What do i do if i am being sued by a credit card company in texas. The bill is for 2,360. Can I reply in writting

Asked over 5 years ago - Houston, TX

The attorney representing GE is in Irving Texas, I am in HOuston, I want to settle the debt, but dont like to talk to smart alick bill collector or attorney's, do I handle this, if so how or do I need an attorney

Attorney answers (2)

  1. Lu Ann Trevino

    Pro

    Contributor Level 19

    Answered . These comments are made for educational purposes only and do not constitute legal advice. No attorney-client relationship exists between us.

    You must reply in writing to the court and to the GE attorney within 10 days of being served. The response to the GE attorney must be sent by certified mail. Just state that you generally deny all claims made by GE. You may also have strong procedural defenses to this claim and should get an attorney experienced in credit card debt issues. Please call me for a free consultation.

  2. Alan James Brinkmeier

    Contributor Level 20

    Answered . Do you owe? If so why not pay? Do you not owe? If not why not fight the bill? Having a lawyer to advocate for you and fight the other side will likely save you money. Going it on your own will likely cost you more in the long run.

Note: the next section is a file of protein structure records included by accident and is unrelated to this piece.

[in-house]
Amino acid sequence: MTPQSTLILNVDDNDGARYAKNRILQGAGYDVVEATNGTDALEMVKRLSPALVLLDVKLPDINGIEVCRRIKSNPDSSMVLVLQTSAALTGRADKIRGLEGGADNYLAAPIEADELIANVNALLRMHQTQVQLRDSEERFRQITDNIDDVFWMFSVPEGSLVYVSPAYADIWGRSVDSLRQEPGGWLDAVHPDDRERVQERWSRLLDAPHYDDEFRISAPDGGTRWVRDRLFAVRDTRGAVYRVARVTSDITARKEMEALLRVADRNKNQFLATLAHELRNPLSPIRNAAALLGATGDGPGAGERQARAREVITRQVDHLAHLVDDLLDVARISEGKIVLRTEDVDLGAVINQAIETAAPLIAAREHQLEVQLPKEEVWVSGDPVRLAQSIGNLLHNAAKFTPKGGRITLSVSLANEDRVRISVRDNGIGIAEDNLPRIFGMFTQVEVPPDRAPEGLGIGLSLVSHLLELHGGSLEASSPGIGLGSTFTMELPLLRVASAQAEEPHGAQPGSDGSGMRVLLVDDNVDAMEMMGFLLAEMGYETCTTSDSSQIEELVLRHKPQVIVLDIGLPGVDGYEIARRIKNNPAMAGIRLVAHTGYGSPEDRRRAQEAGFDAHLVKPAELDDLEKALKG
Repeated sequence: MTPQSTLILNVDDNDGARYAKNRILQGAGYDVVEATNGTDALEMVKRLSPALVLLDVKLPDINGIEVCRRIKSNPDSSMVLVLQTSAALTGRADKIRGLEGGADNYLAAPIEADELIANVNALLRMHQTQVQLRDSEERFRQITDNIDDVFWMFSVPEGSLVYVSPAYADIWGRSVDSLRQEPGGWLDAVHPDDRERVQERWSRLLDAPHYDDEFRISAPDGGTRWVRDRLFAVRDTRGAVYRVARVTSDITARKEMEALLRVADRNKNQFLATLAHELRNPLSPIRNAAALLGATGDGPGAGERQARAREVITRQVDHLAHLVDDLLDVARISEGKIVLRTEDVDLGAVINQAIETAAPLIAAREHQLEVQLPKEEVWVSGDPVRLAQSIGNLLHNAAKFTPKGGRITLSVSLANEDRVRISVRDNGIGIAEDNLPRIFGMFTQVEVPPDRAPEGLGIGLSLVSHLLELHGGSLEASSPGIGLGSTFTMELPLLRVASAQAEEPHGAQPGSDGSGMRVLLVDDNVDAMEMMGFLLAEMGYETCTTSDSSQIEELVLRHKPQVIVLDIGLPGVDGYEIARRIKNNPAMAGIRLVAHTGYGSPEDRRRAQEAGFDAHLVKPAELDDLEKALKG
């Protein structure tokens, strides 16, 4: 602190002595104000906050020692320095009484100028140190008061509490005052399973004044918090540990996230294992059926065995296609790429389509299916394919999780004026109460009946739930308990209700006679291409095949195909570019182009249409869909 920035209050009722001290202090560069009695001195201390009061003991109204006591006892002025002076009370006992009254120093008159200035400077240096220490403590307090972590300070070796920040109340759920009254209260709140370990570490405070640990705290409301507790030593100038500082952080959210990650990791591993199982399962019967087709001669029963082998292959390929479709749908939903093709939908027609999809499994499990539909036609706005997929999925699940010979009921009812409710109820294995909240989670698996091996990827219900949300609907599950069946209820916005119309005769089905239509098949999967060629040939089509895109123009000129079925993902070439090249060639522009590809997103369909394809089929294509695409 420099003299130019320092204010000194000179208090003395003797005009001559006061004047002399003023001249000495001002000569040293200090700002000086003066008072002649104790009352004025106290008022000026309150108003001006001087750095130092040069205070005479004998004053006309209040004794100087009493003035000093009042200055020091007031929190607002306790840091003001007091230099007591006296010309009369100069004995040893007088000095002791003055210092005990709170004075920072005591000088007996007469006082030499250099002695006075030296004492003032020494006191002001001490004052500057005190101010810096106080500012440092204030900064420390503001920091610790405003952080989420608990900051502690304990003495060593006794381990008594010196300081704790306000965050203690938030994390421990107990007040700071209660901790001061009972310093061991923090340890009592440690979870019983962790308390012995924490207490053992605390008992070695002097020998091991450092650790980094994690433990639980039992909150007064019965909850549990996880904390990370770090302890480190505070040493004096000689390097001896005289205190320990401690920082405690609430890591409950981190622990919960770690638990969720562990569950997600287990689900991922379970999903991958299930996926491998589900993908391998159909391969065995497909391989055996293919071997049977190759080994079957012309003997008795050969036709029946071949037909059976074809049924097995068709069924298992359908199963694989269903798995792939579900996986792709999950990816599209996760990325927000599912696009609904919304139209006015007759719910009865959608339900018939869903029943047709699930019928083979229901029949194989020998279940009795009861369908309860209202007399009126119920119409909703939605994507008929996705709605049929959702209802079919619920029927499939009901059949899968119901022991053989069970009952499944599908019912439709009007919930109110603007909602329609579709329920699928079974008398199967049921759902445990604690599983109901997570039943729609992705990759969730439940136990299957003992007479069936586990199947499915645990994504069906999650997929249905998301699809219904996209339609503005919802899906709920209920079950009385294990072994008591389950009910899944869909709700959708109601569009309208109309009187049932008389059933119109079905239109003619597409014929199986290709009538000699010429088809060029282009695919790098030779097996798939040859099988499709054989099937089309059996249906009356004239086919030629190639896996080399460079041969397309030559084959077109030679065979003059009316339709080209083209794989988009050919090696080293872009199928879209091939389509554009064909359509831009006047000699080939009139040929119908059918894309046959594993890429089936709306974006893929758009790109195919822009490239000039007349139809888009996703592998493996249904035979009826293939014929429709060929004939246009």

And remember, paying for what you charge on a credit card is an expected part of the deal.

    Good luck to you.

    NOTE: This answer is made available by the lawyer for educational purposes only. By using or participating in this site you understand that there is no attorney client privilege between you and the attorney responding. This site should not be used as a substitute for competent legal advice from a licensed professional attorney that practices in the subject practice discipline and with whom you have an atttorney client relationship along with all the privileges that relationship provides. The law changes frequently and varies from jurisdiction to jurisdiction. The information and materials provided are general in nature, and may not apply to a specific factual or legal circumstance described in the question.

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